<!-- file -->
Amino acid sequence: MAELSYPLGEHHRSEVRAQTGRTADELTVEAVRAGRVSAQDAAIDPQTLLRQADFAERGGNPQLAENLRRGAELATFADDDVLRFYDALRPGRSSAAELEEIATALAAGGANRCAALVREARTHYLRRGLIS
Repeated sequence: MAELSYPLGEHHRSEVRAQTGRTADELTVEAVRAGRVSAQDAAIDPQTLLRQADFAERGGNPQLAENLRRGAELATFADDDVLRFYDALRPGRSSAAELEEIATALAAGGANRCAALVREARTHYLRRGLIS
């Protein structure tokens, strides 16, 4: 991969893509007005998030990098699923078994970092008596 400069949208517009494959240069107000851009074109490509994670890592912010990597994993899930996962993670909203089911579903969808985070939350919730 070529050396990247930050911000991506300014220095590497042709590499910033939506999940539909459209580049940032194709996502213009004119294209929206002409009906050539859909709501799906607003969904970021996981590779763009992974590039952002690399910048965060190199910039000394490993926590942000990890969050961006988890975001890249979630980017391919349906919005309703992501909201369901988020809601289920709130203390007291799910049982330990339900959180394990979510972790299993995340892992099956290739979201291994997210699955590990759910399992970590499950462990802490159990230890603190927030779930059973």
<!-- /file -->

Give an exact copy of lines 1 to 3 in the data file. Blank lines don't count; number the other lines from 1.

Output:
Amino acid sequence: MAELSYPLGEHHRSEVRAQTGRTADELTVEAVRAGRVSAQDAAIDPQTLLRQADFAERGGNPQLAENLRRGAELATFADDDVLRFYDALRPGRSSAAELEEIATALAAGGANRCAALVREARTHYLRRGLIS
Repeated sequence: MAELSYPLGEHHRSEVRAQTGRTADELTVEAVRAGRVSAQDAAIDPQTLLRQADFAERGGNPQLAENLRRGAELATFADDDVLRFYDALRPGRSSAAELEEIATALAAGGANRCAALVREARTHYLRRGLIS
């Protein structure tokens, strides 16, 4: 991969893509007005998030990098699923078994970092008596 400069949208517009494959240069107000851009074109490509994670890592912010990597994993899930996962993670909203089911579903969808985070939350919730 070529050396990247930050911000991506300014220095590497042709590499910033939506999940539909459209580049940032194709996502213009004119294209929206002409009906050539859909709501799906607003969904970021996981590779763009992974590039952002690399910048965060190199910039000394490993926590942000990890969050961006988890975001890249979630980017391919349906919005309703992501909201369901988020809601289920709130203390007291799910049982330990339900959180394990979510972790299993995340892992099956290739979201291994997210699955590990759910399992970590499950462990802490159990230890603190927030779930059973």